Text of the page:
Aerial survey shows Cornwall's landscape is changing
A survey of Cornwall's landscape has revealed that farmland and wildlife habitats are disappearing.
Researchers studied aerial photographs of the county taken between 1995 and 2005 to record the changes.
The photographs showed that farmland and wetlands had been replaced with modern developments.
Dave Lewis from Cornwall Council, which organised the study, said: "It's predicted we might lose 40% of our wildlife species over 50 years."
'Rate of loss'
Mr Lewis added: "It's very difficult to imagine what Cornwall would be like if we lost half our wildlife."
Researchers at Cornwall Wildlife Trust studied the photographs and recorded the data.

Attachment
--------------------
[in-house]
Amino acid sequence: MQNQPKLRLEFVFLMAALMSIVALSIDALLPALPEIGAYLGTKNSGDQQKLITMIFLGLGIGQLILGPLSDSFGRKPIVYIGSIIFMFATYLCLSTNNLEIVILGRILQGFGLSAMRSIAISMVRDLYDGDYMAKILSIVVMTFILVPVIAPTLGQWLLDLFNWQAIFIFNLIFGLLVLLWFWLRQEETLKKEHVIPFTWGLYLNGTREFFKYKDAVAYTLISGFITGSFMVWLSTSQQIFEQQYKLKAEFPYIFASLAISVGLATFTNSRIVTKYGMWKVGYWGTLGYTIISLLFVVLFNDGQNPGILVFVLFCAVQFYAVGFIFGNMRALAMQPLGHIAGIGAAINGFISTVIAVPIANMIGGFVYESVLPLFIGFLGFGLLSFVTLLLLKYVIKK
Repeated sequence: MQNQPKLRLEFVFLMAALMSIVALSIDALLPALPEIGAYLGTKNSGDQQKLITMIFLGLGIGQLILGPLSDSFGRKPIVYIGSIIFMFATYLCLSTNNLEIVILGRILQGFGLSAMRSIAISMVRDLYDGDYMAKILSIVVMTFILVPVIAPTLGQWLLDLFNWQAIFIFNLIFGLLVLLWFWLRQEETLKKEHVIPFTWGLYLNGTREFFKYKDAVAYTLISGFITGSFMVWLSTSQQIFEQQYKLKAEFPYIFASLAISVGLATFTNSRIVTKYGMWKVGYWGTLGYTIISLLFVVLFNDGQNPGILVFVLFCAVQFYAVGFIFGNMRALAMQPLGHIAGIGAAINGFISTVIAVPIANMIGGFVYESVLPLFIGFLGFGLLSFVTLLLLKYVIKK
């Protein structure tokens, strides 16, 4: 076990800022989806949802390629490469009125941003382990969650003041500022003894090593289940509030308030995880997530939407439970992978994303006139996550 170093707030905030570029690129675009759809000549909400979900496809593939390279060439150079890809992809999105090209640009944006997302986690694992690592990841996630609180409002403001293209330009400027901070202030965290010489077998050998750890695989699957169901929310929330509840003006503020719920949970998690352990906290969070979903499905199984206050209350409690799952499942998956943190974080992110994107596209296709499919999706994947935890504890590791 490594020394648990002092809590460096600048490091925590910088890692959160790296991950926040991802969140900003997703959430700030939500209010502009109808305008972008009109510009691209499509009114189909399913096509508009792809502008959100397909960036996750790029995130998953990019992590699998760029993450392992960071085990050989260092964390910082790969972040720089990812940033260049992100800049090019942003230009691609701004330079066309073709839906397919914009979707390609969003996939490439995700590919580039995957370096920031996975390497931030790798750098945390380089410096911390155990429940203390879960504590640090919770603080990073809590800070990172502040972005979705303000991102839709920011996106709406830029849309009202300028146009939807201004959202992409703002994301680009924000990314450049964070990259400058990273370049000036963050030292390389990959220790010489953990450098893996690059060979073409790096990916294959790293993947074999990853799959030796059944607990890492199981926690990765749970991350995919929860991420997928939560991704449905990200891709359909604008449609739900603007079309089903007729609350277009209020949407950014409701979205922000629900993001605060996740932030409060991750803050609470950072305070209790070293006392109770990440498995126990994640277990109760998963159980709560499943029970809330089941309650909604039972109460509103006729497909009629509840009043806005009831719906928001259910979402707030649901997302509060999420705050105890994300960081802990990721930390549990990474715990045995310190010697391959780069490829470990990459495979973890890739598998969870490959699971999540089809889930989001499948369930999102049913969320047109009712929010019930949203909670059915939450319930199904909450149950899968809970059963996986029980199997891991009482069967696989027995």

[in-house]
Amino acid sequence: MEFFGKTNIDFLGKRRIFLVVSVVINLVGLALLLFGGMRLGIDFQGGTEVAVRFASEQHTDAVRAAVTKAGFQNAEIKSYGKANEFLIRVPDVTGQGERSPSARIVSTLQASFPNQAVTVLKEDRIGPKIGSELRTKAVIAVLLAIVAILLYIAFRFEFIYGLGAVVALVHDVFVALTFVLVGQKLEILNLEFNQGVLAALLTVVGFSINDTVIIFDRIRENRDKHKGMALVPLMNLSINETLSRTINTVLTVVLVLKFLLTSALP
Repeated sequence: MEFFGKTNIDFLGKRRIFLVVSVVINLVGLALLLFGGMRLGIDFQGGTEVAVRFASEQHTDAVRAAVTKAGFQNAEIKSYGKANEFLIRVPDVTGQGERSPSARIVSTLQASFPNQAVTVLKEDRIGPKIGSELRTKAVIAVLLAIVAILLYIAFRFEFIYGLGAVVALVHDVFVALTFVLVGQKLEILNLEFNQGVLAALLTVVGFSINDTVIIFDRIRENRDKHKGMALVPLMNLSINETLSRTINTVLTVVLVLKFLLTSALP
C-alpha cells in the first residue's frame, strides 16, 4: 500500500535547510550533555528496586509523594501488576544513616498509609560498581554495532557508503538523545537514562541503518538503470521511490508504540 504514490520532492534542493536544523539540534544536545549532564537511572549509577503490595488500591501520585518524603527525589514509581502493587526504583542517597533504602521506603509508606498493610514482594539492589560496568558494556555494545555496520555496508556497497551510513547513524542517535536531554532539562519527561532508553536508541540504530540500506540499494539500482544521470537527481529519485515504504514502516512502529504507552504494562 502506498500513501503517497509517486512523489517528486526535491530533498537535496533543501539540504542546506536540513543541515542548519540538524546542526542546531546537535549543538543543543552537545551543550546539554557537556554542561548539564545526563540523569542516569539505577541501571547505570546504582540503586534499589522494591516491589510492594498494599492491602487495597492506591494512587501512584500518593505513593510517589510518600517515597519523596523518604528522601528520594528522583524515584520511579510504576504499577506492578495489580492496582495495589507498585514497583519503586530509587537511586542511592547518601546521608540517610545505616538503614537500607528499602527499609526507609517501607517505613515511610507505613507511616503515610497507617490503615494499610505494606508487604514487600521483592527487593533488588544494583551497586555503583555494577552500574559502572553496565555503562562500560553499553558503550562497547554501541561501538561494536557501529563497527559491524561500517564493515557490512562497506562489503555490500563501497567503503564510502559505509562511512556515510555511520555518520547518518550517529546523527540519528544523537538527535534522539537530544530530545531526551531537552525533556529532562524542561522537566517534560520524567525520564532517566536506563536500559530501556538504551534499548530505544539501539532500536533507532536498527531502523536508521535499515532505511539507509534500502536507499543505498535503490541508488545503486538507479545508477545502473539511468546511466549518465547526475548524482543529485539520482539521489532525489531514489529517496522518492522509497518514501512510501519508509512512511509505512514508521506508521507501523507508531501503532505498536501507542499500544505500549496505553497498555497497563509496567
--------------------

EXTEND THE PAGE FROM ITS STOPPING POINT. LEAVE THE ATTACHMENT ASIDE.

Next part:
Victoria Whitehouse from the trust said: "It came up with some really useful information about the land cover of Cornwall.
"The rate of loss of important wildlife habitats has gone down, so in the years before 1995 we found important areas of wetlands were being destroyed and that's real problem for Cornwall's wildlife.
"In some ways that's good news, but it's still very depressing and we've lost some quite significant areas of wetland habitat, about 60 football pitches across the county."
Enclosed farmland has also decreased with about 4,700 acres lost to developments.
Mary Combe from the Farming and Wildlife Advisory Group said: "The worrying thing about it is it's the edge of farmland people are willing to sell, when that's the most important part for wildlife because of the hedges and scrub."